Latvia's successful referendum on European Union membership at the weekend completes a key step toward the historic expansion of the union into Central and Eastern Europe. The 10 candidate countries are set to accede to the EU by next spring. But the union itself is now in ferment as it tries to create the necessary conditions to receive the newcomers. This could pose problems for the expansion process.
Prague, 22 September 2003 (RFE/RL) -- Latvians have voted by a big majority to go ahead and join the European Union. Their successful referendum at the weekend was the last of a series of votes among EU candidate countries that aim to join the union next year.
The Czech Republic, Poland, Hungary, Estonia, Lithuania, Malta, Slovenia, and Slovakia had previously voted "yes," and Cyprus plans to join without a referendum.
Despite early fears that in some candidate states the accession process might falter, the people of the region have given a clear endorsement to union membership. And despite some grumbling on the part of present members, the union is glad to have the newcomers.
Latvian Prime Minister Einars Repse expresses the general sense of relief felt in Europe at this point in the accession process: "People were running away from the Soviet Union, they are running into the European Union. The Soviet Union was just a totalitarian state, it was a communist regime, it was an empire. The European Union is a [union of member states]. So the word is the same, but the essence is quite different."
The trouble is that the new European house to contain the greatly expanded 25 member states is far from ready. A new draft constitution for the EU has been prepared by a special convention under Valery Giscard D'Estaing. But the document appears likely to be at the center of major battles at the Inter-Governmental Conference (ICG) starting in Rome on 4 October.
Budapest-based analyst Pal Tamas, of the Hungarian Academy of Sciences, says the IGC is perceived as marking a strengthening in the role of the accession countries. He notes they will be at the Rome conference as active partners of the old union members.
"It is a very positive step because it is really a major issue for public opinion in most of the candidate countries, to understand that they are [now] active players, not passive players only invited to the club, instead, that they have something to say," Tamas said.
In fact, the smaller and medium-sized countries, both old and prospective EU members, have taken the initiative. They have formed the so-called "like-minded" group of 17 that will strive at the IGC to get a better deal from the draft, which they see as favoring the big countries.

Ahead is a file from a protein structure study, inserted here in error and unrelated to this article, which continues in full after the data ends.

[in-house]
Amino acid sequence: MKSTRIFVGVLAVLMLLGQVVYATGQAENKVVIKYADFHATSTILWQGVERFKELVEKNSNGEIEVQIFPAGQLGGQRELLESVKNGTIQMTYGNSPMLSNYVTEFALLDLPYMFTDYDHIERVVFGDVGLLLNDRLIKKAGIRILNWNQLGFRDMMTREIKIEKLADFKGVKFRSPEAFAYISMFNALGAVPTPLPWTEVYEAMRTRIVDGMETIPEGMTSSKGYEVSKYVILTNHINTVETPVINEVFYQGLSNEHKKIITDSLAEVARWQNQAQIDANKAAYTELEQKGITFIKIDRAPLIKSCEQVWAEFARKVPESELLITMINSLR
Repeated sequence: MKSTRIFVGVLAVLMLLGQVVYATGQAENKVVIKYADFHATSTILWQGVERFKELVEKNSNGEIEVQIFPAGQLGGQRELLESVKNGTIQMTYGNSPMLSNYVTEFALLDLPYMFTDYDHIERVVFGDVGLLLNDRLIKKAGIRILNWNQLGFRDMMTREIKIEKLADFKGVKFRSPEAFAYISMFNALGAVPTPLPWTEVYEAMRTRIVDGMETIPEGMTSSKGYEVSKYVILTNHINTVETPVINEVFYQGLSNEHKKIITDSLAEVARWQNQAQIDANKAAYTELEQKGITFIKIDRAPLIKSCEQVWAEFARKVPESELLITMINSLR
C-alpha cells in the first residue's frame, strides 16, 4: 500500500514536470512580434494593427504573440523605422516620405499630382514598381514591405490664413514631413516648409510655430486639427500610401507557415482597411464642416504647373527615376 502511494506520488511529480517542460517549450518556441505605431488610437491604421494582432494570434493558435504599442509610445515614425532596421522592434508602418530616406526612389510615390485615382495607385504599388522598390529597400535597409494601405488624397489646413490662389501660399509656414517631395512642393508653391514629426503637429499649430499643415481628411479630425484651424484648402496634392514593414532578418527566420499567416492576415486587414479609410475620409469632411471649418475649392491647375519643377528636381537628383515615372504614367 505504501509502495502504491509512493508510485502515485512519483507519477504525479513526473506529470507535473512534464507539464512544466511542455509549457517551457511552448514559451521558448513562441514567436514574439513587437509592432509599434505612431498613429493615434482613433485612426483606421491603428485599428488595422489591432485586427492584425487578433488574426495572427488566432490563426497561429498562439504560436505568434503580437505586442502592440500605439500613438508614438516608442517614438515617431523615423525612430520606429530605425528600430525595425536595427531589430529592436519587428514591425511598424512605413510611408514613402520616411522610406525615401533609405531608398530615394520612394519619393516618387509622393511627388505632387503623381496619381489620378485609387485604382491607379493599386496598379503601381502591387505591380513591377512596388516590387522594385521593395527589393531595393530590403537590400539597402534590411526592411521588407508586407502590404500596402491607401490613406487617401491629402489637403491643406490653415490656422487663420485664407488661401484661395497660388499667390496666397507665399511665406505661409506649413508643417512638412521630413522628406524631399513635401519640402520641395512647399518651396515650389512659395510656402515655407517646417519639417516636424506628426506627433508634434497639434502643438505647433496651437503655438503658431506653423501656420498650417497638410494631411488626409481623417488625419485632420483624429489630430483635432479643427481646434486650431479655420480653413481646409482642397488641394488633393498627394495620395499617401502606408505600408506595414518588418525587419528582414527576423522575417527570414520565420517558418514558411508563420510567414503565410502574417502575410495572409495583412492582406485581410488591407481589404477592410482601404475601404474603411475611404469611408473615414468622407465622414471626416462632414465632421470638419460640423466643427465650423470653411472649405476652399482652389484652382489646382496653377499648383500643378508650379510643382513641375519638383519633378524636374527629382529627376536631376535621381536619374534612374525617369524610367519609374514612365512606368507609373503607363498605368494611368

Germany, France, and Italy have all warned that they do not want Giscard d'Estaing's draft picked apart, saying the document is substantially complete. But other countries, big and small and east and west, have a host of changes they want to make. These range from defense arrangements, to the composition of the main institutions, to voting weights.
Poland is a case in point. As Warsaw-based analyst Antoni Kaminski points out, in the Nice Treaty of 2000, Poland and Spain were each given almost as many votes in the future EU Council of Ministers as Germany and France, although their populations are much smaller. The new draft constitution however considerably reduces their voting weight. And as Kaminski says, no Polish government can be seen to back away from defending Poland's interests, especially in view of next year's elections.
"I think the expression of the Spanish Prime Minister, Mr. [Jose Maria] Aznar, of Nice or 'muerte' -- Nice or 'death' -- is something even more true in the case of Poland," Kaminski said.
Kaminski of the Polish Institute of Political Studies says Poland cannot back down. He suggests a way out: "You might see some face-saving compromises on both sides, this has happened a number of times in the history of European integration, I think this would create a very difficult situation, but I think Europeans are specialists in solving impossible problems."
The Italian presidency of the EU hopes to wrap up the IGC before the end of the year, with the draft approval by the EU leaders at a summit that will include candidate country leaders. Many feel that this timetable is over-optimistic, given the differences.
Even if the IGC is successfully ended, the hurdles to expansion are not all scaled. Some countries, notably Denmark and Ireland, but also possibly as many as five other countries, plan to hold referendums on the constitution resulting from the IGC.
Denmark and Ireland have previously delayed or rejected important EU treaties, and to do so in this case would likewise throw the expansion process into limbo.
So even if the EU's eastward expansion process reached a milestone this past weekend, the road ahead is not entirely clear.